Monday, January 28, 2013

What's Coming Next

With Athena, the last of the four 2012 books in the series, being released in November, we have many readers asking, "what's next?" We've been asked about whether or not there will be second installments of the four books or if we'll write about the other women in the group. The answer is yes and yes.

We have all completed our second 'set' of books in the series:

Ruby by Heather Moore (Romance)
Shannon by Josi S. Kilpack (Women's Fiction)
Ilana by Annette Lyon (Women's Fiction)
Victoria by Julie Wright (Romance)

They are all in the hands of our editors and timetables are being decided, covers coordinated, and semi-colons fixed (except for Annette's cause she knows her punctuation.) Shannon is expected for release in May, but we're unsure if one of the other books will beat it to press. Each of our careers are continuing forward and moving us in new directions that didn't allow us the same time together that we enjoyed so much the first time around, but we still very much enjoyed taking the journey with these new women as

These four books will be the final 'set' in the series, but we're not quite done yet. Because most of the books do not end with a tidy little bow in top, we will be working on a Reunion Book, where all eight women will get a few chapters each to give readers an update on what's happened since we last left them. We are very excited to put this volume together and hope that it will come out shortly after book 8. Stay tuned for more details. We'll have book information, release dates, first chapters, and covers posted here as soon as we get that information.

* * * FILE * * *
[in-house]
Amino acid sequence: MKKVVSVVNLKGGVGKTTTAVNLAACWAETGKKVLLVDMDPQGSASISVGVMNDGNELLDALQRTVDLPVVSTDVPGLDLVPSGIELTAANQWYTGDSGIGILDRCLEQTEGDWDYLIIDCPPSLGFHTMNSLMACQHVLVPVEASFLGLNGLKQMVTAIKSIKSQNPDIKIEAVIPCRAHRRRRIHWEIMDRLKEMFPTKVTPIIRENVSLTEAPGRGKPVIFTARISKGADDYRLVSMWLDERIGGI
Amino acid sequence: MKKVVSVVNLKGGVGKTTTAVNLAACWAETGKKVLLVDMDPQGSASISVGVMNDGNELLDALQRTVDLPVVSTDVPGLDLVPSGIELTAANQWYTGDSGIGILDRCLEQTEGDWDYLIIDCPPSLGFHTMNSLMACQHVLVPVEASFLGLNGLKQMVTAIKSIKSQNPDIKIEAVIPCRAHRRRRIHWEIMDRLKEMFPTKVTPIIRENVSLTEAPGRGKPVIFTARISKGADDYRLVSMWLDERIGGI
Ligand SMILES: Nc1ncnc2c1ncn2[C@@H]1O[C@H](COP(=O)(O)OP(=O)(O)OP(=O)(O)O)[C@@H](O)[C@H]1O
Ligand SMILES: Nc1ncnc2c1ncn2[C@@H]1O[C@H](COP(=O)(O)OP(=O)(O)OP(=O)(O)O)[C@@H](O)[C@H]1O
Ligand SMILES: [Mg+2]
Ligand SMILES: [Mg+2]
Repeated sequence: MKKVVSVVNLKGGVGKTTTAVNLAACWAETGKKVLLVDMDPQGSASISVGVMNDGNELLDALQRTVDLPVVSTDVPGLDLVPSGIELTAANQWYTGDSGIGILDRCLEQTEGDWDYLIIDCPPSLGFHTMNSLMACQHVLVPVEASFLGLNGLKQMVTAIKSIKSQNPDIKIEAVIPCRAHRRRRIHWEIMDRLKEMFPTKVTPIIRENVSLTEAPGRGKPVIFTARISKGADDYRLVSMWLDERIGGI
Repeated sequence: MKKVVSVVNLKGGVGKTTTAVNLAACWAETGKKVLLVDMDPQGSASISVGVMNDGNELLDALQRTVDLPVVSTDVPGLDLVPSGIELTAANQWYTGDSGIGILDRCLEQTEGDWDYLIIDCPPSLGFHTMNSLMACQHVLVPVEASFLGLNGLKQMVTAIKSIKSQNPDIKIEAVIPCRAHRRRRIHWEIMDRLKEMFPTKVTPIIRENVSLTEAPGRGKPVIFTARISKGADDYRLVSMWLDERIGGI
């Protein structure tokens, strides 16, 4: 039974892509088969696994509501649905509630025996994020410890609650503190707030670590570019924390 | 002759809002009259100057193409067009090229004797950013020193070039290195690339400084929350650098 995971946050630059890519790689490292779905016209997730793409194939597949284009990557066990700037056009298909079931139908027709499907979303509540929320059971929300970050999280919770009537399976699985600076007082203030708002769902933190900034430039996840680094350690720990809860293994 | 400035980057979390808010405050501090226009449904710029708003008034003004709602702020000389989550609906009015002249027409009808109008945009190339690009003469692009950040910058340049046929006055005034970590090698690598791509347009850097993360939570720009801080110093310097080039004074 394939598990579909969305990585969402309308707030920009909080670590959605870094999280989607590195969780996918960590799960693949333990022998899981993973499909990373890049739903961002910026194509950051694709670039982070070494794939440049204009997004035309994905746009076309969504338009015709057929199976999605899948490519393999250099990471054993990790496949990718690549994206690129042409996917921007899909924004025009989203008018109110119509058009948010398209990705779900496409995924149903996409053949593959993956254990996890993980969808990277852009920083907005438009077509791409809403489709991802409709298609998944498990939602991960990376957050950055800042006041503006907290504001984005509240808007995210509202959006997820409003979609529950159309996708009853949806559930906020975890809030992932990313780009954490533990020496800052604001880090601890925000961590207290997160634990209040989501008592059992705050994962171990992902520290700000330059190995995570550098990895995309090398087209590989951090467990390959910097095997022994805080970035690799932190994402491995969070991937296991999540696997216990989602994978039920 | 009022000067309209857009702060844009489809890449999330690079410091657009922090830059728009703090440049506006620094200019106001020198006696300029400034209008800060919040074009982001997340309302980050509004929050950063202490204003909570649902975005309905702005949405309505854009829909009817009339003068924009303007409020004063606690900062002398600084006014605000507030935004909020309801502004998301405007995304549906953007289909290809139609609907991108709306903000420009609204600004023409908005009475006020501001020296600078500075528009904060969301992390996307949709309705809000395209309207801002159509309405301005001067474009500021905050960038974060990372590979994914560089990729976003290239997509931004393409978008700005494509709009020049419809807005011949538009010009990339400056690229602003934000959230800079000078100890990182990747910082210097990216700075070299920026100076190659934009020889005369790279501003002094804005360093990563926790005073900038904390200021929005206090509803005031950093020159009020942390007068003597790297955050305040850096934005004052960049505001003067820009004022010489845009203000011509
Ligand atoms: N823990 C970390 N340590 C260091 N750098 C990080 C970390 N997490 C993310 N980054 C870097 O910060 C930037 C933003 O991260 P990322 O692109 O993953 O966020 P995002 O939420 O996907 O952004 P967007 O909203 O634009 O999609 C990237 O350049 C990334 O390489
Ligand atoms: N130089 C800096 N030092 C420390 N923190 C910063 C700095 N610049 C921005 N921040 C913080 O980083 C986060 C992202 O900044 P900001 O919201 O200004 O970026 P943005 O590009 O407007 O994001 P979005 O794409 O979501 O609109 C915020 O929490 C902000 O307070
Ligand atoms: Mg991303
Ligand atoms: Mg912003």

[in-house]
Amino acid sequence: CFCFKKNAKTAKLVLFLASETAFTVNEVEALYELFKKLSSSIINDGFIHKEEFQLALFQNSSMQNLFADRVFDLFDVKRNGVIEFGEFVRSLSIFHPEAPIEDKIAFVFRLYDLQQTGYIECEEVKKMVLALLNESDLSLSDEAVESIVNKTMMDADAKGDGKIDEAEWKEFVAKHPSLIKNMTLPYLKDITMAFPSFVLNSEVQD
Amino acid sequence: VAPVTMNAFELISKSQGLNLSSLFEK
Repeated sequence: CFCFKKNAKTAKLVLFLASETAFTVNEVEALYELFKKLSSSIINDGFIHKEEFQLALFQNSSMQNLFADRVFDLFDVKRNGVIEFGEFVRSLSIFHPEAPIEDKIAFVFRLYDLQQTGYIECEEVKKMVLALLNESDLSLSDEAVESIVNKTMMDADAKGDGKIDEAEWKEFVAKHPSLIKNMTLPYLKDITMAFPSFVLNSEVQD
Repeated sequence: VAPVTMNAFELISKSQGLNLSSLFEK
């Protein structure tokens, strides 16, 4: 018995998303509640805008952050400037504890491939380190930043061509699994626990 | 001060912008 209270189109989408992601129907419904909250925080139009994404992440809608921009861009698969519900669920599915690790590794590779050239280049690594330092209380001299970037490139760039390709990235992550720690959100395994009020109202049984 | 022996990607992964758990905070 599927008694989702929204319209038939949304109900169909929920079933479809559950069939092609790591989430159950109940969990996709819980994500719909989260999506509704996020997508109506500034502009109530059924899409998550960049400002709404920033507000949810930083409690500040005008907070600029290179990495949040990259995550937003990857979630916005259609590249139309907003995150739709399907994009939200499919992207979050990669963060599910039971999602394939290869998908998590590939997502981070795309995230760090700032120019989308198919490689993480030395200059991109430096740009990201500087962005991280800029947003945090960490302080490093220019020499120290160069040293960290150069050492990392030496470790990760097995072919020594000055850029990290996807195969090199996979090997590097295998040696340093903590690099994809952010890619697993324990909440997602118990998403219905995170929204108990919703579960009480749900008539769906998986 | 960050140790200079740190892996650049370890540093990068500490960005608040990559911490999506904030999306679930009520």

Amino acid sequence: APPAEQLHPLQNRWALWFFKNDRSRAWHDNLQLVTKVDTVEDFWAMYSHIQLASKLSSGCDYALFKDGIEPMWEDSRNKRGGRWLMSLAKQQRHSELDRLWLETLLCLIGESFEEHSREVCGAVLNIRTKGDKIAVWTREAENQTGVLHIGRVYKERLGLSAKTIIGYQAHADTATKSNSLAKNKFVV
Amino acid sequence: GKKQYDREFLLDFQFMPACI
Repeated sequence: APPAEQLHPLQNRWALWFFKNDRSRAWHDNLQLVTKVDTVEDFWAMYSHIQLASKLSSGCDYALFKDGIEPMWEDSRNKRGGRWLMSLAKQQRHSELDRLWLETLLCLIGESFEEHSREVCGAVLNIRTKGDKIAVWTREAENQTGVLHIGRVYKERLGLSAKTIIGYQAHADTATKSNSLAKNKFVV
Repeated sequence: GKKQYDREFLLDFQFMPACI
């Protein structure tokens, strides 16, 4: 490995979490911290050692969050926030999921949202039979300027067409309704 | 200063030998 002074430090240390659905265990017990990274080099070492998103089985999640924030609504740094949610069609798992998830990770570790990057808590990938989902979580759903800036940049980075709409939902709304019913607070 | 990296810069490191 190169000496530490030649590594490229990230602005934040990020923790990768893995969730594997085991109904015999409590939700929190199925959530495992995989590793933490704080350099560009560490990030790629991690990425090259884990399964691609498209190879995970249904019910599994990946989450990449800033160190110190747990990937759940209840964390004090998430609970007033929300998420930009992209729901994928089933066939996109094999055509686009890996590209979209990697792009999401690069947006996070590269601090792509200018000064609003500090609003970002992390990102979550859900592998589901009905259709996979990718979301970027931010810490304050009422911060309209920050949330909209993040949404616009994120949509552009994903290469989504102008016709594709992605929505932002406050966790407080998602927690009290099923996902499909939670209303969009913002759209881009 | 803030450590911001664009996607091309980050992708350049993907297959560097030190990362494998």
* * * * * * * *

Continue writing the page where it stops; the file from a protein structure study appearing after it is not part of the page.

Thanks for all the great feedback we've had on the books--we sure do appreciate the support. It's been a labor of love and brought each of us so much enjoyment. Knowing it does the same for readers is frosting on the cake.

Monday, January 14, 2013

Interview with Deseret News, with reporter Hikari Loftus

In December, we had a great meeting with Deseret News reporter, Hikari Loftus. She was fascinated by the idea of a parallel-series written by four authors. We met at Mini's Cupcakes in Salt Lake City, which is incidentally a Cupcake Wars finalist.

Eating a few too many cupcakes, we had a great time recalling all that went into the series. As I listened to everyone chat, I marveled at how we pulled it all over. It was a three-year journey from idea to when the first 4 books in the series was completed and released.

We met on a December day in 2009 at Amber's Restaurant in Spanish Fork. That was the beginning of our brainstorming session:

Today, Hikari's article was released. I loved what she said here: "It is easy to make assumptions when you don't know the full story."

This is referring to meeting someone new and making an assumption about their lives or personalities. Once you get to know that person, you almost always change your first impression and your understanding and compassion for the person expands. This is a central theme of The Newport Ladies Book Club series. Compassion, friendship, and understanding.

For the full article in the Deseret News, go HERE.

Thanks, Hikari!

Monday, January 7, 2013

We Just Don't Know

by Annette Lyon

I imagine that I'm like many writers in that often a certain theme will latch on to my psyche and find its way into my writing in different ways.

For me, the current theme my brain apparently loves looking at from different angles is that of judging others, and how no matter how much we think we know another person, including who they are and what they're going through, we really don't. Even when we have a lot of information. We just don't know.

I explored that theme extensively in my novel Band of Sisters, and it was something that came up again and again from readers who appreciated the book. (It went on to win a Whitney Award in its category; I think the idea hit a nerve for many people, in a good way.)

Going into the Newport Ladies series, I didn't realize how much the same concept would become a dominating element of not only my book, Paige, but of all the books.